The EU won't take up an extra 300 million doses of AstraZeneca and Johnson & Johnson Covid-19 vaccines that it has secured as options under existing contracts, a senior EU official has told Reuters.
The decision is the latest sign Brussels is looking to distance itself from AstraZeneca amid simmering tensions after the drugmaker slashed its delivery targets for vaccines to the bloc due to production problems.
It is also further evidence the bloc is sidelining vaccines that have been linked with a very rare but potentially fatal side effect, and is confident other current suppliers – led by Pfizer/BioNTech – will deliver enough doses to inoculate at least 70 per cent of EU adults by the end of the summer.
Recently, the EU has sought to buy more shots from Pfizer and its partner BioNTech, stepping up its bets on the messenger RNA (mRNA) technology they use in their jab, as opposed to the viral vector technology used by AstraZeneca and Johnson & Johnson (J&J).
The 27-nation bloc has a contract for a total of 400 million doses with J&J, of which only 200 million have already been ordered, and a separate contract with AstraZeneca for 400 million shots in total, of which only 300 million have been bought.
“There is no need to exercise the options” for the extra doses, the senior EU official, who is directly involved in talks with vaccine-makers, said.
EU governments are under pressure to accelerate their Covid-19 vaccination programmes, which have lagged behind those in Britain and the US due to supply delays and safety concerns, in order to help tame a third wave of infections on the continent.
A spokesman for the European Commission, which co-ordinates talks with vaccine-makers, said options can be exercised at any time, but declined further comment.
The senior EU official, who asked not to be named because the matter is confidential, said discussions were ongoing about further supplies for booster shots and to address coronavirus variants, and it was premature to rule AstraZeneca and J&J out of future contracts.
But the technology on which their shots are based is less appealing than other vaccine platforms, the official said. Last week, Italian newspaper La Stampa reported that the EU would not renew contracts with the two companies when the contracts expire.
Both the AstraZeneca and J&J Covid-19 vaccines have been linked to very rare cases of blood clots, leading to some temporary suspensions in the use of the former, although the EU drugs regulator has concluded the benefits of both vaccines outweigh the risks.
Both companies have also had production problems, with AstraZeneca in particular slashing its EU supply targets by two-thirds to 100 million doses by the end of June, sparking fury in Brussels.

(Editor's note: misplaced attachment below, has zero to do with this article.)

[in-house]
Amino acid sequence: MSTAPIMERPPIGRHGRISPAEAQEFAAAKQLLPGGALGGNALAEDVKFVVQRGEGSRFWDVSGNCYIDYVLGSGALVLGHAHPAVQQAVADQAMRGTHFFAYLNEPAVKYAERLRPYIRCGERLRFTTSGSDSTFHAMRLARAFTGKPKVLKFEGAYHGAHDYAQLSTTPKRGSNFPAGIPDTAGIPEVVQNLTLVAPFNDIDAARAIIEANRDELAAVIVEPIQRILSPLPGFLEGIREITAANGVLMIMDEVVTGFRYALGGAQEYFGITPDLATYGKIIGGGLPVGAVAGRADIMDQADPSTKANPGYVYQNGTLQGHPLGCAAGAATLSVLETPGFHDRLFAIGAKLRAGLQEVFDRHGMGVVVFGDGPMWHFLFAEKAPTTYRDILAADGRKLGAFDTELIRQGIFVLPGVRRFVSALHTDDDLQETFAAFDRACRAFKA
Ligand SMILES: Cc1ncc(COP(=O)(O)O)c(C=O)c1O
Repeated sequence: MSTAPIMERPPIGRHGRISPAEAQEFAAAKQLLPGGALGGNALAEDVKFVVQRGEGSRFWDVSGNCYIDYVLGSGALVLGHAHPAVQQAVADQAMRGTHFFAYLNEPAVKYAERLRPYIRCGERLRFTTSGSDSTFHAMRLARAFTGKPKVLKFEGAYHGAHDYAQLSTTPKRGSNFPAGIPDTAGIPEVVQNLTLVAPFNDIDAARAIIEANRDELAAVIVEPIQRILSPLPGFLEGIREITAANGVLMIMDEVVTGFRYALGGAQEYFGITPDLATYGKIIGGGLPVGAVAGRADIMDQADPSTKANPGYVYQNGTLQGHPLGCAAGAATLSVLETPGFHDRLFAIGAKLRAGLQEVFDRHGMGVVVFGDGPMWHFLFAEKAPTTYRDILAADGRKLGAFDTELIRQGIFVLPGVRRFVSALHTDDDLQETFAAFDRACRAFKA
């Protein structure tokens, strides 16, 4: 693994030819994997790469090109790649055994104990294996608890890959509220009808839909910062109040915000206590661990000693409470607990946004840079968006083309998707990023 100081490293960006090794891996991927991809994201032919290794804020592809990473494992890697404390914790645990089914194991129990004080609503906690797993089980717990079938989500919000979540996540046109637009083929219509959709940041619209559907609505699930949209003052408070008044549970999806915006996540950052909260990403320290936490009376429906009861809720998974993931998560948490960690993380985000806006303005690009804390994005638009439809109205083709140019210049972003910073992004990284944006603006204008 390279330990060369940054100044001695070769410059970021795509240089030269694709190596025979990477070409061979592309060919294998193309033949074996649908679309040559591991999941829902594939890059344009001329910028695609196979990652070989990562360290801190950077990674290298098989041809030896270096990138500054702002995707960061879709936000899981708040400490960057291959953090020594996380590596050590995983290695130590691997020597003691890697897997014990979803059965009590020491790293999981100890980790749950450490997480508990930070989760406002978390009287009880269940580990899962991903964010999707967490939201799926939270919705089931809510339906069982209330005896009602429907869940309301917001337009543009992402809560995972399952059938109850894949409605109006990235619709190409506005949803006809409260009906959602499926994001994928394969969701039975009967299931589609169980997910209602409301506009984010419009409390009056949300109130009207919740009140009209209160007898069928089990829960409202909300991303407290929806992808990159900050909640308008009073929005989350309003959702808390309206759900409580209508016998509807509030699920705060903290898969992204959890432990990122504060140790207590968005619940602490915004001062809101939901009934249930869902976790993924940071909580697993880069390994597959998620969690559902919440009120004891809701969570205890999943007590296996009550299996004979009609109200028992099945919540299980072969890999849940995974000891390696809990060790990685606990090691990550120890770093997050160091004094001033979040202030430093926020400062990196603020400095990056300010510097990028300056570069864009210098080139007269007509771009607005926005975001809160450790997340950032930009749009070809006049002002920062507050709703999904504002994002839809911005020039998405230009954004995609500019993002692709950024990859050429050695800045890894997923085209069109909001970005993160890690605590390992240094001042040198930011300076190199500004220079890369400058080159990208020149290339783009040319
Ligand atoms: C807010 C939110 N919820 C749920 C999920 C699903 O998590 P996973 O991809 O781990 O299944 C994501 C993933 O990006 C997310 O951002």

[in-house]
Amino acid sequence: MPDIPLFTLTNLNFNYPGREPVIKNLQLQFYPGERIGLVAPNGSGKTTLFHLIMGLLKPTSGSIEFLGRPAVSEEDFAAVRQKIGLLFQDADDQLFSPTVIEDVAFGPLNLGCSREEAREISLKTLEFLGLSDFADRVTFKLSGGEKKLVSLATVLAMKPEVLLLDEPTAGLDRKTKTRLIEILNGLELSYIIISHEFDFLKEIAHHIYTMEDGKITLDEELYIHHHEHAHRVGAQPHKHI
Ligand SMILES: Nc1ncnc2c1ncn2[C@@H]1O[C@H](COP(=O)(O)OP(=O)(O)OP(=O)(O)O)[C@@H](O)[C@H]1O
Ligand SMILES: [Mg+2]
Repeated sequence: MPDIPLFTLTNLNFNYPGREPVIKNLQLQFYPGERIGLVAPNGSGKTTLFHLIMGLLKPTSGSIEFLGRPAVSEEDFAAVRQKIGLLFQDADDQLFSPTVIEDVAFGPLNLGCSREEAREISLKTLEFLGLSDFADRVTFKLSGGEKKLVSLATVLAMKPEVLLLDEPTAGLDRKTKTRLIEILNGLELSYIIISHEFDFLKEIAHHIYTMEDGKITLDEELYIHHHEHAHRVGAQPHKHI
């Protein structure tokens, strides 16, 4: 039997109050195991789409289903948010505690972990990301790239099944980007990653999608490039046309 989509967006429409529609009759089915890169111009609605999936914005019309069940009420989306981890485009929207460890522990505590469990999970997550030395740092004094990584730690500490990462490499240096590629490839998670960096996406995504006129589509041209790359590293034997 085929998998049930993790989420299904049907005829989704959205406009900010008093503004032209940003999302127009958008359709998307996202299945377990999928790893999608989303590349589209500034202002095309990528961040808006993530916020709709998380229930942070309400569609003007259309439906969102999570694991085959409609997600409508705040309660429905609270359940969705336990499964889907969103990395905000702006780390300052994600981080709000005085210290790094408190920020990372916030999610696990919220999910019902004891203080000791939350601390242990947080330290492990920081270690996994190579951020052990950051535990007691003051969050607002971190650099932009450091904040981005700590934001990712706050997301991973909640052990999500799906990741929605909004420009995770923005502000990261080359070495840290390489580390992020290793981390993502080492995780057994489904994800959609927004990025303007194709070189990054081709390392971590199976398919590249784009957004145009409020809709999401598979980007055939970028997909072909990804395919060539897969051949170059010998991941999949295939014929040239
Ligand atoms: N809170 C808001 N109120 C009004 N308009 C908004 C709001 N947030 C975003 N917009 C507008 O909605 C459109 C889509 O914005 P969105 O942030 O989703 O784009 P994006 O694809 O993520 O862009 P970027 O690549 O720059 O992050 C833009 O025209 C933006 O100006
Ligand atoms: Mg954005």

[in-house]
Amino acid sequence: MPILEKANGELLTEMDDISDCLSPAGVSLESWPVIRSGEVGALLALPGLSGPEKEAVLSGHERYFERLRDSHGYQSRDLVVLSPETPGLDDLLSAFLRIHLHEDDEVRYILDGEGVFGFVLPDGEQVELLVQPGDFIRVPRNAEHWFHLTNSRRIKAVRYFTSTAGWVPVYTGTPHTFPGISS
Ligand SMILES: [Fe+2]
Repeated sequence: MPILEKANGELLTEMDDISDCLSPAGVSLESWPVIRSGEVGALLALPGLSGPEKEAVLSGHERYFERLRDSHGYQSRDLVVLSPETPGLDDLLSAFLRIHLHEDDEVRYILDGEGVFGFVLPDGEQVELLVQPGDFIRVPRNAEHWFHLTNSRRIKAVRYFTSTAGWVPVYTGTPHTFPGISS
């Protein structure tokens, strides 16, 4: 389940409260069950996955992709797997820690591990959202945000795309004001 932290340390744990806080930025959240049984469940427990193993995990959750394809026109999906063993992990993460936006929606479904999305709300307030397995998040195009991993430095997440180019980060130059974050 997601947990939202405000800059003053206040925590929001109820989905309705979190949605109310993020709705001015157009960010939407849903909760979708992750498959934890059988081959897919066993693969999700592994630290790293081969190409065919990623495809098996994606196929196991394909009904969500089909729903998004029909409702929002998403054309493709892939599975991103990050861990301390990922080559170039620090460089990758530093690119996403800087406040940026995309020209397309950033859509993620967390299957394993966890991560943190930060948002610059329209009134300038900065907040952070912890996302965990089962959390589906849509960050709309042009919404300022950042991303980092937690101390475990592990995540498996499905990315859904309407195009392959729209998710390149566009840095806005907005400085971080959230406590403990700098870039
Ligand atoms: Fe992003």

The EU official said AstraZeneca’s supply problems had convinced EU negotiators not to seek the optional extra doses from the company. Under the contract, that option should have been exercised by early March, although the EU could have still tried to order more doses after then.
A spokesman for AstraZeneca declined to comment.
The EU official added that, in the case of J&J, initial safety concerns about viral vector technology had pushed negotiators not to seek the optional doses and might also prevent talks for a new contract.
A spokeswoman for J&J declined to comment.
The EU’s existing Covid-19 vaccine contracts have been widely criticised for being too lenient with companies because they set quarterly rather than monthly delivery targets, although other countries have done the same.
Last week, the European Commission said it was starting talks with Pfizer and BioNTech to buy up to 1.8 billion Covid-19 vaccine doses for the coming years under a new contract with monthly targets, as it prepares for the possible spread of new virus variants and potential waning protection from initial shots.
The EU source said the new contract with Pfizer and BioNTech was expected to meet a large share of the EU’s demand in 2022 and 2023.
The bloc, with a population of nearly 450 million, has already ordered 600 million Pfizer/BioNTech vaccines for this year. It has also bought 310 million doses from Moderna to be delivered this year, and has an option to buy another 150 million doses from the vaccine-maker next year. Moderna also uses mRNA technology.
The EU also has contracts with CureVac and Sanofi, but neither of them has completed clinical trials for their vaccines. – Reuters